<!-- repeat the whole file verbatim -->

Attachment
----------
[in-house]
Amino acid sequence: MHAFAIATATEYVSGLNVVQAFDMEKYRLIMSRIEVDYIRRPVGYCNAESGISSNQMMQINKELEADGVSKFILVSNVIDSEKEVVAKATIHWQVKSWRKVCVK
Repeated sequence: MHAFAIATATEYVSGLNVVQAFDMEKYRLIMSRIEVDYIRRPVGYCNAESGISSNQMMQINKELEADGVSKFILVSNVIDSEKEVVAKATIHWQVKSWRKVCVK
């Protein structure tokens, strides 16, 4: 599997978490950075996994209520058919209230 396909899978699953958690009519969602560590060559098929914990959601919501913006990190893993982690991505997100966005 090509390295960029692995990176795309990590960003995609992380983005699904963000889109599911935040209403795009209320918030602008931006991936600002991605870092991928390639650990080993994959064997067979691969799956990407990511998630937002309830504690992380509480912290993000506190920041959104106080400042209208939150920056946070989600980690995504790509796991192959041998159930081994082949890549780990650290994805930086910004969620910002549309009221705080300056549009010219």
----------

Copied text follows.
[in-house]
Amino acid sequence: MHAFAIATATEYVSGLNVVQAFDMEKYRLIMSRIEVDYIRRPVGYCNAESGISSNQMMQINKELEADGVSKFILVSNVIDSEKEVVAKATIHWQVKSWRKVCVK
Repeated sequence: MHAFAIATATEYVSGLNVVQAFDMEKYRLIMSRIEVDYIRRPVGYCNAESGISSNQMMQINKELEADGVSKFILVSNVIDSEKEVVAKATIHWQVKSWRKVCVK
């Protein structure tokens, strides 16, 4: 599997978490950075996994209520058919209230 396909899978699953958690009519969602560590060559098929914990959601919501913006990190893993982690991505997100966005 090509390295960029692995990176795309990590960003995609992380983005699904963000889109599911935040209403795009209320918030602008931006991936600002991605870092991928390639650990080993994959064997067979691969799956990407990511998630937002309830504690992380509480912290993000506190920041959104106080400042209208939150920056946070989600980690995504790509796991192959041998159930081994082949890549780990650290994805930086910004969620910002549309009221705080300056549009010219």